Trapping Wild Pigs
Most of us would like to assume that we’re smarter than pigs, but are we? Let’s have a look.
Pigs are pretty intelligent mammals, and forest-dwelling wild pigs are known to be especially wily.
However, there’s a traditional method for trapping them.
First, find a small clearing in the forest and put some corn on the ground.
After you leave, the pigs will find it. They’ll also return the next day to see if there’s more.
Replace the corn every day. Once they’ve become dependent on the free food, erect a section of fence down one side of the clearing. When they get used to the fence, they’ll begin to eat the corn again. Then you erect another side of the fence.
Continue until you have all four sides of the fence up, with a gate in the final side.
Then, when the pigs enter the pen to feed, you close the gate.
At first, the pigs will run around, trying to escape. But if you toss in more corn, they’ll eventually calm down and go back to eating.
You can then smile at the herd of pigs you’ve caught and say to yourself that this is why humans are smarter than pigs.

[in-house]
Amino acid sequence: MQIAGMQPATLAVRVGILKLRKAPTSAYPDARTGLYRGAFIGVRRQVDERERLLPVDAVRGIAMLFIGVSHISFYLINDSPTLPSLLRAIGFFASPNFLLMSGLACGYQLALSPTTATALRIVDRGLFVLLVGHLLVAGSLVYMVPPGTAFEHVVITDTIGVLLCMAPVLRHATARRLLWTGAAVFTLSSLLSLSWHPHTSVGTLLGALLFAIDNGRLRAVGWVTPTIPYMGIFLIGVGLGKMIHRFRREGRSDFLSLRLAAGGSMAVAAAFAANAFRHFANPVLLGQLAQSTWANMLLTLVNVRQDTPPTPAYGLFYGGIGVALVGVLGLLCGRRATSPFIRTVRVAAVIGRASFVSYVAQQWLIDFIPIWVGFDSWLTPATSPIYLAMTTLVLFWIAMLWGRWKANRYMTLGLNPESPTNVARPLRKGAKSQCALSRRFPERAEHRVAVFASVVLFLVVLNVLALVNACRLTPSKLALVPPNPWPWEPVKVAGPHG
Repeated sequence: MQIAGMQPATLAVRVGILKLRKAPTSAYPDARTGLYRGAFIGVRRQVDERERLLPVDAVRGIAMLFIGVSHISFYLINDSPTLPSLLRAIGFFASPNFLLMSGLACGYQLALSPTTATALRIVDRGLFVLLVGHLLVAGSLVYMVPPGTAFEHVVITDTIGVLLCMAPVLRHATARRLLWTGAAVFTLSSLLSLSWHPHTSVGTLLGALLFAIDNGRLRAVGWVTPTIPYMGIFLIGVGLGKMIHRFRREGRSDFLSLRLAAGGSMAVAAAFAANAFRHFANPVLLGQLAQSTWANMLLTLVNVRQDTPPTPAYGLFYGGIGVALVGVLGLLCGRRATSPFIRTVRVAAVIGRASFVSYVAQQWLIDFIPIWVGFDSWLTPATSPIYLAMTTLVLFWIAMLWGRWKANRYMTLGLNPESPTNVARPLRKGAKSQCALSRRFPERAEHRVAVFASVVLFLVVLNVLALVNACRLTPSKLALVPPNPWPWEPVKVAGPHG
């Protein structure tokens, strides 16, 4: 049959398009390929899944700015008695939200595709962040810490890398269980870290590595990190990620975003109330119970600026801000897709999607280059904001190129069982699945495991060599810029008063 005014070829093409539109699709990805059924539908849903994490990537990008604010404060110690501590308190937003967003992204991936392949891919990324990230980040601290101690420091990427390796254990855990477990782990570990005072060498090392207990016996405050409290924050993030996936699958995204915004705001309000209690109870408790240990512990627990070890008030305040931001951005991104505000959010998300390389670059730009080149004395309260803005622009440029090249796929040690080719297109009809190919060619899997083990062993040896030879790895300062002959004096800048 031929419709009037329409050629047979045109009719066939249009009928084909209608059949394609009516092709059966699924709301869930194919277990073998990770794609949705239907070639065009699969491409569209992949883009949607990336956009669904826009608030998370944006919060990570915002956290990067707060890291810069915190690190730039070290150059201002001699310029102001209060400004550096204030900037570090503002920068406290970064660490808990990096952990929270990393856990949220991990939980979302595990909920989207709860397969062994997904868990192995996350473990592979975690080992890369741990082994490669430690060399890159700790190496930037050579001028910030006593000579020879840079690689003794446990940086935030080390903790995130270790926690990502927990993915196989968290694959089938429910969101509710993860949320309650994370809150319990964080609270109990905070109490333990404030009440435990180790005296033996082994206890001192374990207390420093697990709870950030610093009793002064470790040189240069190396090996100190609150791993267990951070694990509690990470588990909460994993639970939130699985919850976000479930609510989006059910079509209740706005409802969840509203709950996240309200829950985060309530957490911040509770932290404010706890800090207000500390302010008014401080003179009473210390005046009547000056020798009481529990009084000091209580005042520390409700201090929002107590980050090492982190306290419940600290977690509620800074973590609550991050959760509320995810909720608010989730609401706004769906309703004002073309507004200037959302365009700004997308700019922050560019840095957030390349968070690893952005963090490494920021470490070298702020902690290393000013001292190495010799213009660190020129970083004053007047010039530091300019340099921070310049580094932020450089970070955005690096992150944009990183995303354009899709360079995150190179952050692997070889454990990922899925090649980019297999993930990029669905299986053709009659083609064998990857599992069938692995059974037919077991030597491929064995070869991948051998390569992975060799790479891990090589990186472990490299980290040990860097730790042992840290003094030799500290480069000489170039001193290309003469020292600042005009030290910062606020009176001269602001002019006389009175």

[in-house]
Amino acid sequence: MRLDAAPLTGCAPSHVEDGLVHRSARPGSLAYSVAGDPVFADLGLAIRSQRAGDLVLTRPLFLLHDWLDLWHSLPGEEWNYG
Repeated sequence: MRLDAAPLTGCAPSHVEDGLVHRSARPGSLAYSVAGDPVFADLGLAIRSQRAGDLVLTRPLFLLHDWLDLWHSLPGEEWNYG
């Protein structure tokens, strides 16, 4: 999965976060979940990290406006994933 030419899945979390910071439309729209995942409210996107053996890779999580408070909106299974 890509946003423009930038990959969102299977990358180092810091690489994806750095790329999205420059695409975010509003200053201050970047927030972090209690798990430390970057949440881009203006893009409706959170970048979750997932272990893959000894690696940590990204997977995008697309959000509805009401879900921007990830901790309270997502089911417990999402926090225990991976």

But unfortunately, that’s not always so.
In fact, the description above is the essence of trapping humans into collectivism.
Collectivism begins when a government starts offering free stuff to the population. At first, it’s something simple like free education or food stamps for the poor.
But soon, political leaders talk increasingly of “entitlements” – a wonderful concept that by its very name suggests that this is something that’s owed to you, and if other politicians don’t support the idea, then they’re denying you your rights.
Once the idea of free stuff has become the norm and, more importantly, when the populace has come to depend upon it as a significant part of their “diet,” more free stuff is offered.
Article from LewRockwell